The fibrous materials can be used immediately following their preparation, or they can may be dried, e.g., at approximately 105° C. for 4-18 hours, so that the moisture content is, e.g., less than about 0.5% before use.

If desired, lignin can be removed from any of the fibrous materials that include lignin, such as lignocellulosic materials. Also, if desired, the fibrous material can be sterilized to kill any microorganisms that may be on the fibrous material. For example, the fibrous material can be sterilized by exposing the fibrous material to radiation, such as infrared radiation, ultraviolet radiation, or an ionizing radiation, such as gamma radiation. The fibrous materials can also be sterilized by temperature adjustment, e.g., heating or cooling the fibrous material under conditions and for a sufficient time to kill any microorganisms, or by employing a chemical sterilant, such as bleach (e.g., sodium hypochlorite), chlorhexidine, or ethylene oxide. The fibrous materials can also be sterilized by using a competitive organism, such as yeast against bacteria.

Referring to FIGS. 3-8, in some embodiments, the average opening size of the first screen 16 is less than 0.79 mm ( 1/32 inch, 0.03125 inch), e.g., less than 0.51 mm ( 1/50 inch, 0.02000 inch), less than 0.40 mm ( 1/64 inch, 0.015625 inch), less than 0.23 mm (0.009 inch), less than 0.20 mm ( 1/128 inch, 0.0078125 inch), less than 0.18 mm (0.007 inch), less than 0.13 mm (0.005 inch), or even less than less than 0.10 mm ( 1/256 inch, 0.00390625 inch). Screen 16 is prepared by interweaving monofilaments 52 having an appropriate diameter to give the desired opening size. For example, the monofilaments can be made of a metal, e.g., stainless steel. As the opening sizes get smaller, structural demands on the monofilaments may become greater. For example, for opening sizes less than 0.40 mm, it can be advantageous to make the screens from monofilaments made from a material other than stainless steel, e.g., titanium, titanium alloys, amorphous metals, nickel, tungsten, rhodium, rhenium, ceramics, or glass. In some embodiments, the screen is made from a plate, e.g. a metal plate, having apertures, e.g., cut into the plate using a laser.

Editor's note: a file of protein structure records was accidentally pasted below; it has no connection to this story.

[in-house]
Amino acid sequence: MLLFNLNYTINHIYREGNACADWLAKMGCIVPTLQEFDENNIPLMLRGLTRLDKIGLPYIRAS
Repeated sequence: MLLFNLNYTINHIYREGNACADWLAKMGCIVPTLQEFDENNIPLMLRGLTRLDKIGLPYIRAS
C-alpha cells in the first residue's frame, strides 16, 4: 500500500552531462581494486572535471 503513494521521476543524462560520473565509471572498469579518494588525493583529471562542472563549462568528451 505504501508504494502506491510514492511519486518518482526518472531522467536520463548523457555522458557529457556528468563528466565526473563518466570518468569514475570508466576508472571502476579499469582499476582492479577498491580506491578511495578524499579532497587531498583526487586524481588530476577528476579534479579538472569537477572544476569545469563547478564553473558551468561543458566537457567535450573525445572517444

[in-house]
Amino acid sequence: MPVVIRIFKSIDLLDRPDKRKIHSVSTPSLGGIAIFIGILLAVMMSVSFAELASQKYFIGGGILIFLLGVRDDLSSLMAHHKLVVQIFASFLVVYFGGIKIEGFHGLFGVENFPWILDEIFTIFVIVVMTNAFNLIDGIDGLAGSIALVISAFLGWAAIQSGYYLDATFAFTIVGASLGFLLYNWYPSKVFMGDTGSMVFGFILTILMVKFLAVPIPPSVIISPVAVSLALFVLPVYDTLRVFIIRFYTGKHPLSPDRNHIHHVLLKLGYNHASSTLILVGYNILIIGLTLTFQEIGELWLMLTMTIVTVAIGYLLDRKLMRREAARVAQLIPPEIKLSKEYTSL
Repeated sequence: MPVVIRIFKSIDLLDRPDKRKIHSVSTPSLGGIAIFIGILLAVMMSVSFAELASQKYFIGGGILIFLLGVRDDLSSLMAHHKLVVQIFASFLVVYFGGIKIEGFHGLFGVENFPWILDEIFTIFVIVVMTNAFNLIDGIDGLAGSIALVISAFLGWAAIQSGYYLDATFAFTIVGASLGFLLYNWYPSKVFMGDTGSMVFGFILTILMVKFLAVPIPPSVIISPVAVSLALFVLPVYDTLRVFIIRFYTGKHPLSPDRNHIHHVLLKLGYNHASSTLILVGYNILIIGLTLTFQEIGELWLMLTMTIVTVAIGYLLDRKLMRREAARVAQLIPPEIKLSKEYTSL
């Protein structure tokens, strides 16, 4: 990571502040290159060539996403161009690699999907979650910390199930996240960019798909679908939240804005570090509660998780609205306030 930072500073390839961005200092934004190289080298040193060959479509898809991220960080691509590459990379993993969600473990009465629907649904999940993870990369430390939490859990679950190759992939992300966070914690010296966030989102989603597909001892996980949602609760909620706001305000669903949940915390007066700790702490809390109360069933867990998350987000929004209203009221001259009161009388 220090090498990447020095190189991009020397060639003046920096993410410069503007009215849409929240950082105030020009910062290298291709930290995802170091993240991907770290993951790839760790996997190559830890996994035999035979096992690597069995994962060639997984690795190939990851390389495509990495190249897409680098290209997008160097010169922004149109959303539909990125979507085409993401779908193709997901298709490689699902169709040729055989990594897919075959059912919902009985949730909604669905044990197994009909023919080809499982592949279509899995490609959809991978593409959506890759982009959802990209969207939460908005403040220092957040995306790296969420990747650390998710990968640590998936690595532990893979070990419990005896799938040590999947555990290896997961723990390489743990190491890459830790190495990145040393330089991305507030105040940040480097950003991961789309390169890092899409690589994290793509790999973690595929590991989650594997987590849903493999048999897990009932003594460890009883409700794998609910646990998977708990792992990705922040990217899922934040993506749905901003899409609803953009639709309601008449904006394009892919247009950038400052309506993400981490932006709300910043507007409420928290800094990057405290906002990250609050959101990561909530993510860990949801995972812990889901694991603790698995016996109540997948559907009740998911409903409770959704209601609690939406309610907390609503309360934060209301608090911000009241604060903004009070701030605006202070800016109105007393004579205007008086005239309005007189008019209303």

In some embodiments, the second fibrous 14 is sheared and passed through the first screen 16, or a different sized screen. In some embodiments, the second fibrous material 14 is passed through a second screen having an average opening size equal to or less than that of first screen 16.

Referring to FIG. 9, a third fibrous material 62 can be prepared from the second fibrous material 14 by shearing the second fibrous material 14 and passing the resulting material through a second screen 60 having an average opening size less than the first screen 16.